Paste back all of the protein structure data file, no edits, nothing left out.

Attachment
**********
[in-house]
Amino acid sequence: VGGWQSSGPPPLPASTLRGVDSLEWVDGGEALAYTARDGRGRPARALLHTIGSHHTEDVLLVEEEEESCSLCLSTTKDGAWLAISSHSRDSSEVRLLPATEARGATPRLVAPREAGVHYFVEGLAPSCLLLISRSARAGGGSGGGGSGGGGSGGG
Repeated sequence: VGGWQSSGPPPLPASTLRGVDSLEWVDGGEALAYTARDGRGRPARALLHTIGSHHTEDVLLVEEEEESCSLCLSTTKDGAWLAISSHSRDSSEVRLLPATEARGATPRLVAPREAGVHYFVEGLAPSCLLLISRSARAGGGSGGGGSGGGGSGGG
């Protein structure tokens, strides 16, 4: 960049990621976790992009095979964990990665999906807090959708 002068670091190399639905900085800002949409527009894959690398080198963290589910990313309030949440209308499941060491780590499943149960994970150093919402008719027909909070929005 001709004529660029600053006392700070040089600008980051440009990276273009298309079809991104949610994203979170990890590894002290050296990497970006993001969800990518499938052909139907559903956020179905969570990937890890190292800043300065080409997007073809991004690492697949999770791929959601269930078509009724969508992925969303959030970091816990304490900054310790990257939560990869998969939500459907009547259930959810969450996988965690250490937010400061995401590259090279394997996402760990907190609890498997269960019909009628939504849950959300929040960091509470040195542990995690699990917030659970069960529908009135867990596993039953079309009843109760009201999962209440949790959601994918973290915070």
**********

[in-house]
Amino acid sequence: VGGWQSSGPPPLPASTLRGVDSLEWVDGGEALAYTARDGRGRPARALLHTIGSHHTEDVLLVEEEEESCSLCLSTTKDGAWLAISSHSRDSSEVRLLPATEARGATPRLVAPREAGVHYFVEGLAPSCLLLISRSARAGGGSGGGGSGGGGSGGG
Repeated sequence: VGGWQSSGPPPLPASTLRGVDSLEWVDGGEALAYTARDGRGRPARALLHTIGSHHTEDVLLVEEEEESCSLCLSTTKDGAWLAISSHSRDSSEVRLLPATEARGATPRLVAPREAGVHYFVEGLAPSCLLLISRSARAGGGSGGGGSGGGGSGGG
């Protein structure tokens, strides 16, 4: 960049990621976790992009095979964990990665999906807090959708 002068670091190399639905900085800002949409527009894959690398080198963290589910990313309030949440209308499941060491780590499943149960994970150093919402008719027909909070929005 001709004529660029600053006392700070040089600008980051440009990276273009298309079809991104949610994203979170990890590894002290050296990497970006993001969800990518499938052909139907559903956020179905969570990937890890190292800043300065080409997007073809991004690492697949999770791929959601269930078509009724969508992925969303959030970091816990304490900054310790990257939560990869998969939500459907009547259930959810969450996988965690250490937010400061995401590259090279394997996402760990907190609890498997269960019909009628939504849950959300929040960091509470040195542990995690699990917030659970069960529908009135867990596993039953079309009843109760009201999962209440949790959601994918973290915070």